Monday, 28 May 2012

Petr Nedved and the Vancouver Canucks' sad draft day dirge

Holy flashback Batman, a Petr Nedved sighting at the World Championships! I didn’t know he was still playing.
You think Montréal suffers from draft revisionism, from first pick remorse. You should hear them here in Vancouver. Alex Stojanov, Jason Herter, Dan Woodley, they play the same broken record we play. And Dan from Edmonton has the same tale of woe, post 1990.
The 1990 draft, whenever it is brought up, is always referred to as the Great Miss, and the bellyaching commences ipso facto. First, the Canucks drafted ‘hometown hero’ Petr Nedved, since he played in their backyard with the Seattle Thunderbirds. The Canucks have had the same luck drafting Thunderbirds in the first round as the Canadiens have (see, Vallis, Lindsay; Stevenson, Turner; Bilodeau, Brent) it seems. Instead of taking Hall of Fame and Stanley Cup winner Jaromir Jagr, or at least rugged centre Keith Primeau, they chose small, surly diva Petr Nedved, he of the contract holdouts and trade demands, the guy who couldn’t play in traffic they said since it would make him drop his purse.
Then late in the first round, the Canucks chose physical winger Shawn Antoski, a guy who was going to be the second coming of Cam Neely, only bigger and stronger, and a faster skater. Trouble is, he had hands of stone, and chosen immediately after the career plugger who was beset by injuries, were Keith Tkachuk, who would have filled the role of scoring tough forward nicely, and Martin Brodeur, another guy who the Canucks could have used. “Imagine Brodeur instead of Cloutier in nets”, they moan.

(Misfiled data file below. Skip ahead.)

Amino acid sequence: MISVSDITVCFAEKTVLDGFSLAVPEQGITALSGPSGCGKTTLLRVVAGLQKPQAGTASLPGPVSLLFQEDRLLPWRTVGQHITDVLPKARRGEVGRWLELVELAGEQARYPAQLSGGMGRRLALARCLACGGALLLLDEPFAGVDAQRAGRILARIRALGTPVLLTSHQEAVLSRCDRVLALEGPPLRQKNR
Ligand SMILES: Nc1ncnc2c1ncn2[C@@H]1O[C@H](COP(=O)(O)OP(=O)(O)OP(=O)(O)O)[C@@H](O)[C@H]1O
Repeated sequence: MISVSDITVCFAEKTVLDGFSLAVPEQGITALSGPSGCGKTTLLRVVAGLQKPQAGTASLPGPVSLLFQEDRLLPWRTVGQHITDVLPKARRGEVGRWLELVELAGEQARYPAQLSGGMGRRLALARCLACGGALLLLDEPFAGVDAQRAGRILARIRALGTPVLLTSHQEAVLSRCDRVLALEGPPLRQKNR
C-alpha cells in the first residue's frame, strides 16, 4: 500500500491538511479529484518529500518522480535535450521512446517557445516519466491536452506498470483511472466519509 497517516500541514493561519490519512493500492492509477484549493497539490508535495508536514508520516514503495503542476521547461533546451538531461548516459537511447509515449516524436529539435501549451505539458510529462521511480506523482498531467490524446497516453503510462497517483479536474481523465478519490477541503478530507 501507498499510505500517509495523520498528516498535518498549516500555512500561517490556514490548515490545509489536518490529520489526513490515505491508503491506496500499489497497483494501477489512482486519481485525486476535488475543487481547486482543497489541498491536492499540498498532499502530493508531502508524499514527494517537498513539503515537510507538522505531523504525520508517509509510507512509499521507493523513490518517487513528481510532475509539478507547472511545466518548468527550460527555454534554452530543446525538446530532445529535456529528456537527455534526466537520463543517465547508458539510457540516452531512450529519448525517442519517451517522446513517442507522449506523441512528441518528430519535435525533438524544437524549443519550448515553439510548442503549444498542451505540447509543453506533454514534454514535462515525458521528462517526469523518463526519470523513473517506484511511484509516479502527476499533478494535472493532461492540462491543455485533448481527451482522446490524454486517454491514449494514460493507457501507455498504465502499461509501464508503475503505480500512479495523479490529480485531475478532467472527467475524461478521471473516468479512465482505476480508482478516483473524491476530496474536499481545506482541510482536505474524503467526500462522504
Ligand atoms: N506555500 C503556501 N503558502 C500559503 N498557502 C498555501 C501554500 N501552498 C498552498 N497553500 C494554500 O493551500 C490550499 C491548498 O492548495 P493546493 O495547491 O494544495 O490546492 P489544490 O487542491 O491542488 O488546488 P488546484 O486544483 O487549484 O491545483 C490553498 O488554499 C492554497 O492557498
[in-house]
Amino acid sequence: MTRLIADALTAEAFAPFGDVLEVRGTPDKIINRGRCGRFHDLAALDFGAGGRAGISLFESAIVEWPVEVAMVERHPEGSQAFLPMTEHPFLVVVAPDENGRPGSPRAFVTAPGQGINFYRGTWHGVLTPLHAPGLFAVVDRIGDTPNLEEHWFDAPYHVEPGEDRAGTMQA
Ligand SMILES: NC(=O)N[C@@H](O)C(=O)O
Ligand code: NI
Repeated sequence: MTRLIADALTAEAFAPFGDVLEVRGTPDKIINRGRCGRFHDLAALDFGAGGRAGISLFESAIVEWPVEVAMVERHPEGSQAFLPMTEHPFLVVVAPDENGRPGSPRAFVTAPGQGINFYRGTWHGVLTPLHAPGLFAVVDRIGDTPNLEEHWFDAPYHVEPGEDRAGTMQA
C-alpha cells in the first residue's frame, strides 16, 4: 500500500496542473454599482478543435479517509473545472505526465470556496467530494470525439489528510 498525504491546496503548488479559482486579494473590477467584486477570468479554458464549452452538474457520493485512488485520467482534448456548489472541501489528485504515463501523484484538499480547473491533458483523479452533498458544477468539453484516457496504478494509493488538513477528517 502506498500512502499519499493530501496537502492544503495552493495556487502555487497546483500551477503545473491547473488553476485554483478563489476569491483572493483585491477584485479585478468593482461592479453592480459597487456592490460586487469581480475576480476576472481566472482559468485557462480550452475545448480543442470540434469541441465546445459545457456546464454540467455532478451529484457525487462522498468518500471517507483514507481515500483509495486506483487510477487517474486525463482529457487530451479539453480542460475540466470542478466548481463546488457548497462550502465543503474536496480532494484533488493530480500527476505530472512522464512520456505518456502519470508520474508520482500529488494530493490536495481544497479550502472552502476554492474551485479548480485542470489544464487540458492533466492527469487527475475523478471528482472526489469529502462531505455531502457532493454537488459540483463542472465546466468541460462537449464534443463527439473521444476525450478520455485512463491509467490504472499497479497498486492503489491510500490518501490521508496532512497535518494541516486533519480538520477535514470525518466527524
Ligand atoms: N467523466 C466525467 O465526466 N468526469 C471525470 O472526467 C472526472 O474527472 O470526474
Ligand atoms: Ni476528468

So it’s kind of a shock to see a smiling, happy Petr Nedved, a guy who is blamed for some lean years in Vancouver, much as we may look at Scott Gomez in years to come. He’s Andrei Kostitsyn to Vancouver fans, only way way worse, the guy they ended up with instead of the guy they should have got, and the guy who left town with a ‘Goodbye and good riddance’.

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